Law360 (June 29, 2020, 11:24 AM EDT) -- Oil and gas production company Lilis Energy Inc. hit Chapter 11 late Sunday in Texas with $251 million in debt, saying it could not withstand the financial pressures of declining energy prices worsened during the COVID-19 pandemic.
In a statement accompanying its bankruptcy filing, Lilis said it has received the support of many of its creditors for a restructuring plan that will cut about $35 million of debt out of its capital structure. The plan hinges on a commitment from preferred equity holder Varde Partners Inc. to provide a new equity investment and a supplemental debtor-in-possession financing package by mid-August.
If Varde doesn't come through on those commitments, Lilis is prepared to pivot to a sale process to find a buyer for its assets, the statement said.
"While facing this challenging environment, we have worked diligently to explore a variety of alternatives to cut costs, improve our liquidity and address debt maturities," Lilis President and CEO Joseph C. Daches said in the statement. "We are pleased to receive the continued support of our lenders and preferred shareholders and are confident that Lilis Energy can emerge from Chapter 11 better positioned to meet the challenges that have faced us."
The debtor's bank lenders are providing a $15 million DIP package at the outset of the case, which would provide an initial disbursement of $5 million. The loan is anticipated to be sufficient to cover the debtor's operating expenses through the Chapter 11 case, the statement said.
Lilis operates dozens of wells on its 27,000 acres of land in the Permian Basin of Texas and New Mexico, according to a first-day declaration from Daches. It has proven reserves of 14,000 million barrels of oil equivalent, about half of which is oil.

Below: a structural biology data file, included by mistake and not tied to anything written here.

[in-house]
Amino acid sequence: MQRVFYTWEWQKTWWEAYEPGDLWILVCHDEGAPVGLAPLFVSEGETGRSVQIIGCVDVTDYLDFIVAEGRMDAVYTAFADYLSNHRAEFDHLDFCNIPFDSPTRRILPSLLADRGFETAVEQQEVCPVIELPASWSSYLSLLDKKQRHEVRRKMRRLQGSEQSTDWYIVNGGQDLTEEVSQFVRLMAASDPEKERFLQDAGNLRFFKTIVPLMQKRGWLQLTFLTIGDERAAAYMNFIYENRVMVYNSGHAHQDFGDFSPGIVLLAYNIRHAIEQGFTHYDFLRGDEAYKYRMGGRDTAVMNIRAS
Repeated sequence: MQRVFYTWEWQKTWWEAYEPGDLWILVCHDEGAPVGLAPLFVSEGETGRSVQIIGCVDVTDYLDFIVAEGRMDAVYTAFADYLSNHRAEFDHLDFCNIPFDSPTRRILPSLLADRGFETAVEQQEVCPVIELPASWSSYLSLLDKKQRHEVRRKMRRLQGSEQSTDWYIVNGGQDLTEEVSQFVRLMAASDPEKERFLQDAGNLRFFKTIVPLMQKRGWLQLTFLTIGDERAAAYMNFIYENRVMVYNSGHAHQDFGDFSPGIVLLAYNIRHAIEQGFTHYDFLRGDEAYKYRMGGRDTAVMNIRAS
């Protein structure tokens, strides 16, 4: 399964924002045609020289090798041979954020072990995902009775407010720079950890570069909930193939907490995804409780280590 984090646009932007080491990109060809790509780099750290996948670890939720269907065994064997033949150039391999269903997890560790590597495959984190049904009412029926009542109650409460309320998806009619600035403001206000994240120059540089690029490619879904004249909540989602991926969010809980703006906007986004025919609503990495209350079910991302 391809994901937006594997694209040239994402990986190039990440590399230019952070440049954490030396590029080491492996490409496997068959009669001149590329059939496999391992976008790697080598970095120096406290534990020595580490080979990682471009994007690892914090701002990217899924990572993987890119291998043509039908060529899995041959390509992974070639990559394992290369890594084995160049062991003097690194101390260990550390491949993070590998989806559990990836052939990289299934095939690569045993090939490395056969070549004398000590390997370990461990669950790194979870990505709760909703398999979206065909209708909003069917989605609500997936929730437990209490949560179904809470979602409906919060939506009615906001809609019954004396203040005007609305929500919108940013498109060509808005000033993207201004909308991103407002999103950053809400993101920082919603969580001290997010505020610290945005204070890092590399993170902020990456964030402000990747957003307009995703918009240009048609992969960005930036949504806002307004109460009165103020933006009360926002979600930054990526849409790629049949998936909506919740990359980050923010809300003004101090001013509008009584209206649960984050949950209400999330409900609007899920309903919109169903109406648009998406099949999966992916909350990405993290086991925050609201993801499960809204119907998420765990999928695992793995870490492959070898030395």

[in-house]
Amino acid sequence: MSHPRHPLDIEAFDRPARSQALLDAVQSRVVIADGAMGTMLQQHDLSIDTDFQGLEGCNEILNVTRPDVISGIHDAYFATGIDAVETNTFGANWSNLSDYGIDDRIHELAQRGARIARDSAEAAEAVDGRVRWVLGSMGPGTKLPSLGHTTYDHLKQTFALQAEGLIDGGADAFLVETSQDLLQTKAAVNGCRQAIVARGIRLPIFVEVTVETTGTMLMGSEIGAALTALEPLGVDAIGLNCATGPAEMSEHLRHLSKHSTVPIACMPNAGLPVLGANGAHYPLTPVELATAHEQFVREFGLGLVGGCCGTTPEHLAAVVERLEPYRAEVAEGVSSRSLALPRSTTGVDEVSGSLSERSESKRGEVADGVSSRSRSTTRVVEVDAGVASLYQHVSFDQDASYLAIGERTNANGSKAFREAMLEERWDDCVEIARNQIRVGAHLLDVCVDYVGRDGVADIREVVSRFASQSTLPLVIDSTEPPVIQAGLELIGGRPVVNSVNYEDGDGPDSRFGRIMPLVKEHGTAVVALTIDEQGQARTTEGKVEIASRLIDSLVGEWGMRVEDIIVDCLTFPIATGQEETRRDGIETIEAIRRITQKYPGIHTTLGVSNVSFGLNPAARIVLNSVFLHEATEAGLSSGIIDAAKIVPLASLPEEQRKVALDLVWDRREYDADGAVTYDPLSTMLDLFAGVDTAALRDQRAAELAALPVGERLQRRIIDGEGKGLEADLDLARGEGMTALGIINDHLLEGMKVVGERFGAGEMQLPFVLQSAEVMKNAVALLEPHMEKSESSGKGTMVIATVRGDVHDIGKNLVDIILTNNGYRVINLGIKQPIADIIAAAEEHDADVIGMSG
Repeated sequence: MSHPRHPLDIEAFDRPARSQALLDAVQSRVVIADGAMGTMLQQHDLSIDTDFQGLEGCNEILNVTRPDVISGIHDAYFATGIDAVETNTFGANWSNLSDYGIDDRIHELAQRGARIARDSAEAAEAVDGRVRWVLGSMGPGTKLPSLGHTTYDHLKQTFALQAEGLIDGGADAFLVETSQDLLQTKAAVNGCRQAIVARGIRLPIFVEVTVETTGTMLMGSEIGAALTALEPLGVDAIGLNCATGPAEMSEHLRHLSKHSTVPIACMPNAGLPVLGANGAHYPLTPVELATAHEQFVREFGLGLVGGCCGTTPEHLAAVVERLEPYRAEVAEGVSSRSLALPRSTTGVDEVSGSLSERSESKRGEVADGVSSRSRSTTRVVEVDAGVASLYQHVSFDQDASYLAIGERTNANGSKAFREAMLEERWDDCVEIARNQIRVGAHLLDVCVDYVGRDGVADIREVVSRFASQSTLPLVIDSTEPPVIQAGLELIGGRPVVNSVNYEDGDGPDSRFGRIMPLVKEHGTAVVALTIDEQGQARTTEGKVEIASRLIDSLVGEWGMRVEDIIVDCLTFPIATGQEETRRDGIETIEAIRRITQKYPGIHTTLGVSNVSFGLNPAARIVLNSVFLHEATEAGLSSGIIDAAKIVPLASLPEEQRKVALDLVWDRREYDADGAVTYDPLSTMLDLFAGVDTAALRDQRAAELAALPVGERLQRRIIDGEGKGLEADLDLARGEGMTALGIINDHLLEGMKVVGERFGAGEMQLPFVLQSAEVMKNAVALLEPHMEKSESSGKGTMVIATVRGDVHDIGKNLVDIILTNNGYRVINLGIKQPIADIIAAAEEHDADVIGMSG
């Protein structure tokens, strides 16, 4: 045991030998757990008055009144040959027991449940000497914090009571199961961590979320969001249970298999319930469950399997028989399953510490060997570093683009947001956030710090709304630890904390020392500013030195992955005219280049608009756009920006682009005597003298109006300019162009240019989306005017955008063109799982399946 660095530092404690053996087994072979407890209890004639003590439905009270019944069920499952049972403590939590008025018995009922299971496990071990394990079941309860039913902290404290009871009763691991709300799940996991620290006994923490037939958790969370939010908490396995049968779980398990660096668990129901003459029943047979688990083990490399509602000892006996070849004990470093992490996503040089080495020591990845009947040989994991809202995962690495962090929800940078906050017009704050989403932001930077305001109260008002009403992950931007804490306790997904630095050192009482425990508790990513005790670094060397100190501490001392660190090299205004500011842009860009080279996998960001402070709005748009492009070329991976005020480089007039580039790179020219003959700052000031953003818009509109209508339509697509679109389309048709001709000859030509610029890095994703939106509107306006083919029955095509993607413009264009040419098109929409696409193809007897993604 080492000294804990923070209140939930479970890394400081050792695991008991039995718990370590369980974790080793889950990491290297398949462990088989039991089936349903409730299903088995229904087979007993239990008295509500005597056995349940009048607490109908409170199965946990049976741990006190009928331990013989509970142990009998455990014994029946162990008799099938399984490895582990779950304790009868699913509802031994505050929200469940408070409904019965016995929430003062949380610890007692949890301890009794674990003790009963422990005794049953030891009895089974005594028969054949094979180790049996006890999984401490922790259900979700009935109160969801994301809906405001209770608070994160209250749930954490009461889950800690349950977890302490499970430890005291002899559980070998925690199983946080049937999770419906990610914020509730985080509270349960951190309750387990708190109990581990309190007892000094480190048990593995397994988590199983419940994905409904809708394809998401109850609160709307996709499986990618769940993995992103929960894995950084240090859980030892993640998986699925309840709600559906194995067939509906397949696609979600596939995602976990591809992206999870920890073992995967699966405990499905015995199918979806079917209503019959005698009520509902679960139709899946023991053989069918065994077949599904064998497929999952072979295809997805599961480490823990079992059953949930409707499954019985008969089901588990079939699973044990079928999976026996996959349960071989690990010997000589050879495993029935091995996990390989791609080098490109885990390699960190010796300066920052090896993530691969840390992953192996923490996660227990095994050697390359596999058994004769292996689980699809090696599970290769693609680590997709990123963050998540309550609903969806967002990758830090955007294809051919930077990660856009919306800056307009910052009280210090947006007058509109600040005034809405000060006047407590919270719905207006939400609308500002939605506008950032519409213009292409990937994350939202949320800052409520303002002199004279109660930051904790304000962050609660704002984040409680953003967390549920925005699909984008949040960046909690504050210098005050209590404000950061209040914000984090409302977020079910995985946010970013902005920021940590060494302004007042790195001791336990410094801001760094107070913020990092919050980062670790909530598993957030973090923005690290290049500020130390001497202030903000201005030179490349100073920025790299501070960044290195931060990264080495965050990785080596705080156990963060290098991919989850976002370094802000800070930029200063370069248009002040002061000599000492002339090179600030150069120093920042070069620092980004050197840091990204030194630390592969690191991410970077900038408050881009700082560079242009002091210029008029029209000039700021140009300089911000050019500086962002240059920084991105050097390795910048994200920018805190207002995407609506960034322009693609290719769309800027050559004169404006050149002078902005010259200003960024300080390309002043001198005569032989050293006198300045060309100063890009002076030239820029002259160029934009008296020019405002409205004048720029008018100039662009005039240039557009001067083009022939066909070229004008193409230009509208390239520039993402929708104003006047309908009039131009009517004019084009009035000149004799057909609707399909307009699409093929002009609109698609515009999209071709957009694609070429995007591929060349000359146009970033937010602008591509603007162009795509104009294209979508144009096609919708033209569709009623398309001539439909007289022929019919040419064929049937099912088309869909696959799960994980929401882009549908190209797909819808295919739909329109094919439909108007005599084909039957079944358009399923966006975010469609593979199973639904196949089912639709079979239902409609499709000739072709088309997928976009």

Its debt consists of $64 million in senior reserved-based loans and $25 million in junior RBLs. It also has $322 million in outstanding preferred equity.
In response to the drop in oil prices caused by the COVID-19 outbreak and a pricing war among oil-producing nations, Lilis shut in 12 wells in April 2020 that it identified as uneconomical operations. In May and June, another 19 wells were designated for short-term shut in, but they could quickly be returned to operational status because they are naturally flowing wells, the company said.
After an initial furlough of some of its employees, Lilis was forced to permanently lay-off more than 40% of its workers this month to reduce personnel costs to the company, the declaration said.
The debtor is represented by Harry A. Perrin, David S. Meyer, George R. Howard, Steven Zundell and Michael A. Garza of Vinson & Elkins LLP.
The case is In re: Lilis Energy Inc., case number 20-33274, in the U.S. Bankruptcy Court for the Southern District of Texas.
--Editing by Alyssa Miller.
Update: This story has been updated with more details from the filing.
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